Updated: May 8
Bob Smith kicks puppies.
There, you heard it once.
Believe it? No?
How about if you heard it 20 times?
OK, you tell yourself, that’s 20 times from one source. You ask yourself if the source is trustworthy.
Then it’s repeated from 20 other sources, say via a retweet or Facebook share. Maybe a couple of news outlets pick it up and repeat it, using the lazy but legally defensible practice of “we don’t necessarily believe Bob’s a puppy-kicked, we’re just sharing what was said.”
Suddenly you’re seeing it all over the place; it’s only natural to think maybe there’s something to it.
It burrows into your head that this Bob Smith fellow is a practiced and enthusiastic puppy-kicker and thus an irredeemably horrible human being.
And you probably have questions. Why would he do such a thing? Why doesn’t anybody stop him?
Who’s Bob Smith?
He’s a fiction, an example, of how disinformation spreads. There are plenty more examples, sadly, in real life.
How’d we get here?
Part of the problem is that, once upon a time, major news outlets served as gatekeepers, filtering out nonsense stories before they reached readers. With the end of the Fairness Doctrine, rise of cable news and then the flood of social media, that gat
e has been breached. Part of the problem can be found by looking in the mirror.
It’s said that a lie can travel halfway around the world before the truth can put its shoes on. (Ironically, that quote is often misattributed to Mark Twain or Winston Churchill, but in fact was apparently around well before either were born).
Research published in Science magazine back in 2018 bore this out by looking at rumor cascades on Twitter from 2006 to 2017. It found false news reached between
1,000 and 100,000 people, whereas the truth lagged behind, being diffused to around 1,000 people. It is convenient to think robots repeating false information are to blame, but the writers found “contrary to conventional wisdom, robots accelerated the spread of true and
false news at the same rate, implying that false news spreads more than the truth because humans, not robots, are more likely to spread it.”
Thing is, it doesn’t take much source material to spread falsehoods. The top falsehood in quite some time is “The Big Lie,’’ repeated almost daily or hourly by former President Donald Trump, claiming the 2020 election was rigged and stolen (even before it h
appened). After Trump’s Twitter account, and some accounts of key allies, were suspended, online misinformation dropped by a whopping 73% in a week, according to the research firm Zignal Labs.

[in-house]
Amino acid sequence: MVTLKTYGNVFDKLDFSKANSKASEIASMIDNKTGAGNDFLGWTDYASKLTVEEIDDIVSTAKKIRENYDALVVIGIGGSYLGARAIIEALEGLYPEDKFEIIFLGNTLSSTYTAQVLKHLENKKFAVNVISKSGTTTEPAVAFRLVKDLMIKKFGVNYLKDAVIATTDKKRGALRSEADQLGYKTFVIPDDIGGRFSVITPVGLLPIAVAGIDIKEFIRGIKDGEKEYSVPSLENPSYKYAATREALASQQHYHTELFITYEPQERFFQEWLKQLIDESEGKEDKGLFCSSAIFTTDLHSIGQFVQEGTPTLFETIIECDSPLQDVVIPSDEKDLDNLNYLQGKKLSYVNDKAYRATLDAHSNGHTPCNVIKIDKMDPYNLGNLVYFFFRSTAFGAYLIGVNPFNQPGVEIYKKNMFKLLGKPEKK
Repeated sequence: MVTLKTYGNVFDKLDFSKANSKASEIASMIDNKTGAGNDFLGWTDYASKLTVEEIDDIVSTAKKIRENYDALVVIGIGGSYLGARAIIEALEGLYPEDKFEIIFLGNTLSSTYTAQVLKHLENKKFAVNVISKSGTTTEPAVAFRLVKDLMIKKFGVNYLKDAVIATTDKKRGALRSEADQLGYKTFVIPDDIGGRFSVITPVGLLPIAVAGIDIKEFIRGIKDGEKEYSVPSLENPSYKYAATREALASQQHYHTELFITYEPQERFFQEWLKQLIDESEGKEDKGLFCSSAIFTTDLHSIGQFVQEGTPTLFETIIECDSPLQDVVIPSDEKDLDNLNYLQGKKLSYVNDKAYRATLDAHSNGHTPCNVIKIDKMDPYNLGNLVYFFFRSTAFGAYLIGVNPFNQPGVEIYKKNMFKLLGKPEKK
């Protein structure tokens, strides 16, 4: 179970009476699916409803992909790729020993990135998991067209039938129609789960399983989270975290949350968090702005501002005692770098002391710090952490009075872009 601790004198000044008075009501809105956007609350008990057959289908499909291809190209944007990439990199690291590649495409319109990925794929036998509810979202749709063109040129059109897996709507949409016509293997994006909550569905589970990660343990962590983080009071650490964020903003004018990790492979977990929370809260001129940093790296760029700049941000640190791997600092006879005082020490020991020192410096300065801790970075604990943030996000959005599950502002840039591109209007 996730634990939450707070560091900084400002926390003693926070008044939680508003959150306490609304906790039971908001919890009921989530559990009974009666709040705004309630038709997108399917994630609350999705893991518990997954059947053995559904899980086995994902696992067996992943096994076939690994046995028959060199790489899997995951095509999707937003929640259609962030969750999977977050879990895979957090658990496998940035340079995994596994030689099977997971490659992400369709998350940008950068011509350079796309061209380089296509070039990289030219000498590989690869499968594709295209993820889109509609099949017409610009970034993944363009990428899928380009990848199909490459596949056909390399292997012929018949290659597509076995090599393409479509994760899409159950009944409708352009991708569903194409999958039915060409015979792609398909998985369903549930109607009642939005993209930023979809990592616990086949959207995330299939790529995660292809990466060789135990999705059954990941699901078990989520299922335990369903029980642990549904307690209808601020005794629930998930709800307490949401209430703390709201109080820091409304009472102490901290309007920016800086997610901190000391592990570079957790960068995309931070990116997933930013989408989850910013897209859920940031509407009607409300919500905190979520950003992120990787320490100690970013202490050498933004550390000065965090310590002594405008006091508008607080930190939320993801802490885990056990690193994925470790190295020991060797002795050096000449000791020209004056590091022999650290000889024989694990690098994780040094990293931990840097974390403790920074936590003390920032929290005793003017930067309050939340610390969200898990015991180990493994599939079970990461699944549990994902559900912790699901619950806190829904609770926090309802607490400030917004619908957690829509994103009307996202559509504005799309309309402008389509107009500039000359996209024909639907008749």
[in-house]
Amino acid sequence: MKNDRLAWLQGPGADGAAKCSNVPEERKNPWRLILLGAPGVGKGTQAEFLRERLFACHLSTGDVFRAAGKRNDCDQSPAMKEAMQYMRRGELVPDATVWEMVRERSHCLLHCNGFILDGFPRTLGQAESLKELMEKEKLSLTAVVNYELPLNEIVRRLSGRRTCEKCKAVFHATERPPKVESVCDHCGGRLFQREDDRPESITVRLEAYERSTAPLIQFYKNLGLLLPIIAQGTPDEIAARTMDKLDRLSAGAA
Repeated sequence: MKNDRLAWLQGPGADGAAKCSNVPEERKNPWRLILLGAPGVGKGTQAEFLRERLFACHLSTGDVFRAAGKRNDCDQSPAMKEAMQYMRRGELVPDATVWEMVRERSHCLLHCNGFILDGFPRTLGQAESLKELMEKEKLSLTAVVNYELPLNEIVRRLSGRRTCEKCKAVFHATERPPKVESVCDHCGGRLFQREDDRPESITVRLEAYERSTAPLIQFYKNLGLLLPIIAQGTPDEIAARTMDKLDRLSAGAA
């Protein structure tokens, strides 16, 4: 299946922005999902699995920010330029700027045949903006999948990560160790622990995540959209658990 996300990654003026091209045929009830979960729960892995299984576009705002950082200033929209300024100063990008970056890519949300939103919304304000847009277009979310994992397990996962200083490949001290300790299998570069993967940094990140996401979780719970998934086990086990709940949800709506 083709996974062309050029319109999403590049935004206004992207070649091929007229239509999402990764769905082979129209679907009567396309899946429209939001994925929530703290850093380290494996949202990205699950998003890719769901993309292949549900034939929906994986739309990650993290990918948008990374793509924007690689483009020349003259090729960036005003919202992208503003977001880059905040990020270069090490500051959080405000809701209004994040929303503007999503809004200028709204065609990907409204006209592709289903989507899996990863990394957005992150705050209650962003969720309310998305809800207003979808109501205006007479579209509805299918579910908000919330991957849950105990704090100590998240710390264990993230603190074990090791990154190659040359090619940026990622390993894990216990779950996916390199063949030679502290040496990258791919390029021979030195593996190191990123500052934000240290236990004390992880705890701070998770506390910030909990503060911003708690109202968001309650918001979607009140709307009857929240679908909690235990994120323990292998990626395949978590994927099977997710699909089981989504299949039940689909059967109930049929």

But the misinformation mill is quite robust, and new claims sprout daily, particularly regarding the election. One meme that has taken hold is that the there was evidence of fraud, but 60-some judges refused to hear it. In fact, the cases usually dealt with sta
nding or harm; to keep with the puppy analogy, Trump was filing suit because someone kicked his puppy.
The judges, in essence, said “you don’t own a puppy, hit the road.’’
Still, editors and political scientists across North Carolina are doubtlessly having to grapple with the “refused to be heard’’ argument. It’s a classic piece if misinformation, containing a kernel of truth wrapped in layers of falsehoods.
Misinformation is a more critical issue than ever before. After all, we’re in a raging pandemic.
Misinformation can literally kill you.
That fact is more trouble in a time when powerful tech companies have no
w, reluctantly, been forced into the role of gatekeeper.
The far preferable option is that we choose to be better consumers of information. Regarding COVID-19, that information can be confusing and hard to find. That’s understandable, as it’s an entirely new dragon we’re trying to slay, and while we’ve learned a lot, there are still an awful lot of questions.
Regarding politics, not so much. A grain of salt is the order of the day when you hear Bob Smith kicks puppies, one time or 200.
As Georgia Elections Director Chris Harvey, a former homicide detective, put it after state officials were swamped with death threats regarding the “stolen’’ election there, put it to the Atlanta Journal-Constitution’s Bill Torpy: “People ask the difference between working homicides and elections.
“In homicide, you occasionally come across remorse.”